Seares: Amendment to Sotto Law expands protection, keeps problem areas

HOW much has the Sotto Law, a.k.a. Press Freedom Law, been expanded by its new amendment?

So much that the protection against being compelled to disclose a journalist’s source of news or information now shields almost anyone who works with media.

The Sotto Law is Republic Act (RA) 53, approved in October 1946. It was first amended last June 15, 1956, which changed the exception to non-disclosure. A journalist may be compelled by a court or a committee of Congress to reveal the source of the published news or information, given him in confidence, if it is demanded by “the security of the state.” Before it was “the interest of the state.”

New amendment

The second and latest amendment is contained in RA 11458, signed by President Duterte last Aug. 30, 2019, but released only last Tuesday, Sept. 24.

The shield law used to protect only print journalists. It took 73 years for the gate to widen and include broadcast and electronic journalists–and almost everyone else involved in gathering, reviewing and producing the news.


The new amendment’s all-embracing clause is this part of Section 1 of RA 11458, thus:

“... media practitioner involved in writing, editing, production and dissemination of news for mass circulation.”

Almost everybody is in, with the immediately preceding inclusive line that is a part of this list: “any publisher, owner, or duly recognized or accredited journalist, writer, reporter, contributor, opinion writer, editor, columnist, manager...”

And the listing of media outlets is as wide as can be, thus: “any print, broadcast, wire service organization, or electronic mass media, including cable TV and its variants.”

Related in confidence

The person seeking protection under the Sotto Law “cannot be compelled to reveal the source of any news item, report or information appearing or being reported or disseminated through said media, which was related to him in confidence.”

And the sole exception is when “the court or any committee of Congress finds that such revelation is demanded by the security of the State.”

The key phrases are “related in confidence” and “security of the state.” To seek protection under the law, the seeker must have obtained the news or information under condition of anonymity. To unlock the secret, a court or congressional committee must decide that the security of the state demands the disclosure.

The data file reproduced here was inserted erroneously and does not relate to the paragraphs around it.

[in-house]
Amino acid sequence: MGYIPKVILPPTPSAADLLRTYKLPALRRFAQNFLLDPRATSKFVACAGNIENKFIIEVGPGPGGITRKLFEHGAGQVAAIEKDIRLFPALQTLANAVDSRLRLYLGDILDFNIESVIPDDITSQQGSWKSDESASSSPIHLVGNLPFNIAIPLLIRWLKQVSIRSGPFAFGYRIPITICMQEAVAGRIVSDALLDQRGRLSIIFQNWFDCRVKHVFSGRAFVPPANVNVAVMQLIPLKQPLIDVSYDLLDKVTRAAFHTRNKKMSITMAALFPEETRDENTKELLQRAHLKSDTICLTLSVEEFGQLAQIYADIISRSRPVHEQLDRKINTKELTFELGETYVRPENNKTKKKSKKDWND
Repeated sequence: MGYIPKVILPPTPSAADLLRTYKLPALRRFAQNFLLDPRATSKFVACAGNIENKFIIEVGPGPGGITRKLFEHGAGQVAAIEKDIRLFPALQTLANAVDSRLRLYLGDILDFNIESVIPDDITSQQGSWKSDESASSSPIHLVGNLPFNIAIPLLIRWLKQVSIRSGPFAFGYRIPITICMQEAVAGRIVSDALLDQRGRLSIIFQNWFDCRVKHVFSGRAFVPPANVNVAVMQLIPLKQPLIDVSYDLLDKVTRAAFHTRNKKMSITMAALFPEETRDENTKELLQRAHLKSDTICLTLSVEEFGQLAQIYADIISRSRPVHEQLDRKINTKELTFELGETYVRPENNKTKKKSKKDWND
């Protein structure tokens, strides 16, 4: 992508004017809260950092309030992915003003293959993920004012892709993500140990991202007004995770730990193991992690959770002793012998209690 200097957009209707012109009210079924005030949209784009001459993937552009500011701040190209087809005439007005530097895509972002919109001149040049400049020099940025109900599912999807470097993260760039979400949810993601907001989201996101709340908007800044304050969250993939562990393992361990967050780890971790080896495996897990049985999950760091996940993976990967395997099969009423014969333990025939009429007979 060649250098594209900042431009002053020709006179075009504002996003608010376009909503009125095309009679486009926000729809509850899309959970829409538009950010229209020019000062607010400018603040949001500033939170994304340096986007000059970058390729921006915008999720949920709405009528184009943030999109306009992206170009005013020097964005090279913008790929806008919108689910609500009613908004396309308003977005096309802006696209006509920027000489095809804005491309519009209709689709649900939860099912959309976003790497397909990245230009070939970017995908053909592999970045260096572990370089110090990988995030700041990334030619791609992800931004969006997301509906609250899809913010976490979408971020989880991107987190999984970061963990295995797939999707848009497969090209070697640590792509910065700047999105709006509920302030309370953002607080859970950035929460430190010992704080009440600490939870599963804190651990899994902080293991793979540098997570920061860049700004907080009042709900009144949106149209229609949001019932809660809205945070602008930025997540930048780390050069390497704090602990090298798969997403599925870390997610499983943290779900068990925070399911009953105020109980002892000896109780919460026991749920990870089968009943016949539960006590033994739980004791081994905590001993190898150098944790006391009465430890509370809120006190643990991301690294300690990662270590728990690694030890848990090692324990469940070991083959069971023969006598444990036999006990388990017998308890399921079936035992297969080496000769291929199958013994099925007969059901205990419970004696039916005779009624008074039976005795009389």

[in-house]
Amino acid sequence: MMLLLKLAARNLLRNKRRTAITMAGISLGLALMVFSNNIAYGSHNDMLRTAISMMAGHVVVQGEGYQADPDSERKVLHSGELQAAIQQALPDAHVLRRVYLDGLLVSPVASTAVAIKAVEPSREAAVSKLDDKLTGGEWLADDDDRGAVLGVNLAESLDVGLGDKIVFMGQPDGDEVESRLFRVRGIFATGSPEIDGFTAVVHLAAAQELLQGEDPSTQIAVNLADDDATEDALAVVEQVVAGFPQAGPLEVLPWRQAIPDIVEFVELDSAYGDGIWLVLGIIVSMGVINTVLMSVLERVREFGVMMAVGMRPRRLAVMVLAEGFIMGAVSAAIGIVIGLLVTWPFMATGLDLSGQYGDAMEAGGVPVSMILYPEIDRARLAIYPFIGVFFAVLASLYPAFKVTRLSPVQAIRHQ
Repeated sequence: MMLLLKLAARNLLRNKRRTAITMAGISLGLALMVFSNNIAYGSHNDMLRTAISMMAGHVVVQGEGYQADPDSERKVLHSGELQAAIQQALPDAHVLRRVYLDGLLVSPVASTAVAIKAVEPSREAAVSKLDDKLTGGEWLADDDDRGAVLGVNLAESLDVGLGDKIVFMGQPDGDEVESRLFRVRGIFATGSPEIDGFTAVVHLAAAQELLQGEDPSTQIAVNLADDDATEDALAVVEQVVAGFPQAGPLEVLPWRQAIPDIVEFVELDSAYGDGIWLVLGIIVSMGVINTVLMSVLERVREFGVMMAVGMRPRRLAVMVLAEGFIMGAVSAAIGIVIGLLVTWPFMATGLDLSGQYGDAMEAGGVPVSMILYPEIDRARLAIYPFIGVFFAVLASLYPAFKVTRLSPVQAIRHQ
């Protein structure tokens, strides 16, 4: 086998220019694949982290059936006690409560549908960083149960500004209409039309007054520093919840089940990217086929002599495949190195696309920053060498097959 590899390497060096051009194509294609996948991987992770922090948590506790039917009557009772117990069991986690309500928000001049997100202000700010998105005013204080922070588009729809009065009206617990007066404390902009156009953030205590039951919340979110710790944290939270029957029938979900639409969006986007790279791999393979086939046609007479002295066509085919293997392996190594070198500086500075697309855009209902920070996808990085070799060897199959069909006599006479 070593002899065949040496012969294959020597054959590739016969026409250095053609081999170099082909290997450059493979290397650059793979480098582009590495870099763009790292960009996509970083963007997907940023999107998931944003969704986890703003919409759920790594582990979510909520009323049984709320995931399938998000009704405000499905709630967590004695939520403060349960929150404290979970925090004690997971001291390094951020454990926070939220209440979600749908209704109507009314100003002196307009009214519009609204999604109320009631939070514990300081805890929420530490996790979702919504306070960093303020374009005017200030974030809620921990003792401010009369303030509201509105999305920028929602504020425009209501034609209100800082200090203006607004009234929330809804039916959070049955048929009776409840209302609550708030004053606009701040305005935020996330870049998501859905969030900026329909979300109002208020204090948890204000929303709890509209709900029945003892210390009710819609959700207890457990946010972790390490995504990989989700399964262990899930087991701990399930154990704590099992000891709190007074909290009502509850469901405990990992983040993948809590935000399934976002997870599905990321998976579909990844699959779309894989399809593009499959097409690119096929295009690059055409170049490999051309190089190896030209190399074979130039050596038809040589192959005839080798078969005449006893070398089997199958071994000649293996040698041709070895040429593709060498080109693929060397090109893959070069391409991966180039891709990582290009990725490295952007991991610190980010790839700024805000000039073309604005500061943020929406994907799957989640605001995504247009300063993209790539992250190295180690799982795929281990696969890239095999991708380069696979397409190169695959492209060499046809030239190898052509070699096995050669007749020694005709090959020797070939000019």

Problem areas

Cebu Citizens-Press Council (CCPC), which helped in the drafting of the bill by submitting recommendations to Rep. Raul V. Del Mar, principal author in the House, anticipated the areas where dispute may arise :

n Determining who is “duly accredited” or “recognized”: That will raise some problem if the “journalist, writer, reporter, contributor, opinion writer, columnist” or any of the others covered by the law does not belong to or work for any media outlet. Such as bloggers, social media writers and others who don’t have an editor, manager, supervisor, director or administrator. Who will “duly recognize or accredit” him or her?

n Determining whether the “security of the State” demands disclosure. The Supreme Court in December 1948 ordered a news reporter Angel Parazo to disclose the source of his story on alleged leakage of some subjects in the bar exams that year, ruling that the integrity of the tests qualified as “interest of the state.” The exemption has since been changed to “security of the state” but even the interpretation of that could still be a source of friction and cause of litigation. Would a Senate or House committee not insist on how it sees the withheld information? To many legislators, anything that affects their interest affects the security of the state.

Difficulties compensated

Overall though, the del Mar amendment on the Sotto Law l has been welcomed by media sectors, especially those who had been shut out before, such as radio and TV journalists.

Difficulties from possible conflict, notably those involving people who write or otherwise engage in the new media, are being compensated by the removal of the serious seven-decades-old discrimination against journalists who are not with print.

A senator, Grace Poe, sees the amendment as one way of ferreting out people and outlets that peddle false news and information. She is being optimistic. Such peddlers, nameless or fictitious, wouldn’t bother to seek refuge behind the Sotto Law.


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